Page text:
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October 26, 2001

Boston Whaler 28 Outrage

This boat sets a new smooth-ride standard for the size range.

No one can dispute that Boston Whaler makes a truly excellent boat. Even many non-boaters know you can cut a Whaler into pieces and it will still float. But what that solid "Unibond" construction does for models larger than the company's classic skiffs can only be described as innovative. Hull number one of Boston Whaler's new 28 Outrage honestly sets a new smooth-ride standard for the size range.

Deceptively calm seas greeted us at the often-feisty Ponce Inlet in New Smyrna Beach on Florida's east coast. Once offshore, we found that glassy conditions belied a 2-foot ocean swell coming out of the northeast.

Running in the troughs provided a calm-water ride, while heading up- or down-sea let us take flight. For some unknown reason, our twin Mercury 225 EFI outboards - still in the break-in period - fell several hundred rpm short of the factory-spec 5,500. At 5,100 rpm, the Outrage hit 42.8 mph. I expect that at full rpm, this boat should come close to 50 mph. At 4,000 rpm, I got a very reasonable 31-mph cruising speed, and not once throughout the day did I get a drop of spray on the windshield.

The Outrage will protect you from lack of prudence if you crank in a hard turn at high speed. It turns 180 degrees in under three boat lengths but loses enough speed in the process that it doesn't throw you across the boat.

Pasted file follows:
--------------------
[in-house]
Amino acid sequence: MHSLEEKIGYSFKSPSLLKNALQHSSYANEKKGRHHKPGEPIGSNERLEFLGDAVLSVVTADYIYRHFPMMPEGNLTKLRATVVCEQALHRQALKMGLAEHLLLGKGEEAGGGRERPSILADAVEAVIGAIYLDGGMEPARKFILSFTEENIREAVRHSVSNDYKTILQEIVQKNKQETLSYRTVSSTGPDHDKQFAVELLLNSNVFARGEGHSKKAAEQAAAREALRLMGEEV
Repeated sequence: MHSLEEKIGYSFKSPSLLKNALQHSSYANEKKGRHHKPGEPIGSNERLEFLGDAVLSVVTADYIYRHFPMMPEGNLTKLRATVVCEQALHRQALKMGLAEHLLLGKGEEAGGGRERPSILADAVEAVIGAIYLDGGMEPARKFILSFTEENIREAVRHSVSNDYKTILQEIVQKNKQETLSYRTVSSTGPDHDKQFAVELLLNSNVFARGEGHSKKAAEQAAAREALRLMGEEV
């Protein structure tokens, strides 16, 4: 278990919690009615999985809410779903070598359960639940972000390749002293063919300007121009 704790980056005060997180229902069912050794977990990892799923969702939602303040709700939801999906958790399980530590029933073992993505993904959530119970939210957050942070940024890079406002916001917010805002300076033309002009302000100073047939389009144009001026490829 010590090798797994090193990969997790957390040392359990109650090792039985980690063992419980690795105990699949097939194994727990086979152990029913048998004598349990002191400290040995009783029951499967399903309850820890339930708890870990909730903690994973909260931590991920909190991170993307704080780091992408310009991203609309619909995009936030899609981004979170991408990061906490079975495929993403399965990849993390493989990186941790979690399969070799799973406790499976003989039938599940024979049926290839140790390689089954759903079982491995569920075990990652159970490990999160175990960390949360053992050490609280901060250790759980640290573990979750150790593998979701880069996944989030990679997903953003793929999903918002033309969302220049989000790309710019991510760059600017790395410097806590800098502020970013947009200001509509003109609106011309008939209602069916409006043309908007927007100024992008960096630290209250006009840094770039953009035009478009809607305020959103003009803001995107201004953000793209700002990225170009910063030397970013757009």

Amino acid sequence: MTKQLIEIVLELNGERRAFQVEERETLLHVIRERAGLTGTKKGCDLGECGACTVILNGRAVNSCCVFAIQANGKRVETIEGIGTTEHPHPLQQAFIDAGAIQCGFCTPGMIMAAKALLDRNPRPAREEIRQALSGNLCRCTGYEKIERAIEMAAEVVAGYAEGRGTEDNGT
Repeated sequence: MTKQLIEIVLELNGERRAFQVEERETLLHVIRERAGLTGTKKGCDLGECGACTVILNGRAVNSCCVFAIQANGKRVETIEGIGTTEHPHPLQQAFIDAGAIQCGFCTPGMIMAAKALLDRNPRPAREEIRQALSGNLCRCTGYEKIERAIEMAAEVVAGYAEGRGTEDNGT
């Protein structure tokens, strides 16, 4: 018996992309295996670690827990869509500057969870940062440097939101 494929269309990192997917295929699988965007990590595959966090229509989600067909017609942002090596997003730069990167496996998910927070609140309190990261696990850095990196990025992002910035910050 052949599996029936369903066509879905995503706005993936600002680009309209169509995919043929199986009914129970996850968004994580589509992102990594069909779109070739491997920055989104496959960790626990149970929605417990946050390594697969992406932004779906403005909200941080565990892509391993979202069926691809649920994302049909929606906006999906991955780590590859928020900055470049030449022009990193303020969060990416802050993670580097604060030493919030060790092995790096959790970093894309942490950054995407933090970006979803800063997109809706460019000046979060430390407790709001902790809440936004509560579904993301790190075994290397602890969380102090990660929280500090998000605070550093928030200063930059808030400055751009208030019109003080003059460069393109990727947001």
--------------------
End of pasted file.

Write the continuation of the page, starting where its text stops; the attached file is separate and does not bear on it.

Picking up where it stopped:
Whaler's engineers would be hard-pressed to improve the ergonomics of the helm station. Adjustable, heavily padded seats double as leaning-post bolsters at the flip of the thigh-support and, despite the mass of the cabin house, the view in all directions remains clutter-free. With ideal distances to controls, perfectly angled footrest and generous handholds, this helm station works as well as that of a Coast Guard crash boat. Items that could use improvement have nothing to do with Boston Whaler. The stiff Mercury throttles with confusing engine-trim switches haven't changed in decades, and as good as Teleflex's SeaStar hydraulic steering is, on a boat this size I'd prefer a no-feedback system.

A low center of gravity contributes to a very short roll moment, meaning that the 28 Outrage rolls only slightly to each side, making it a very stable platform for drift fishing. I also appreciate that I could steer down-sea without power. Side walkways - another terrific feature - allow you to move to the bow as easily as if you were shaggin' down the boulevard. You'll find enough room on the bow for several anglers, single fly-caster or cast-netter. Whaler even installs two rod holders on the bow as standard equipment.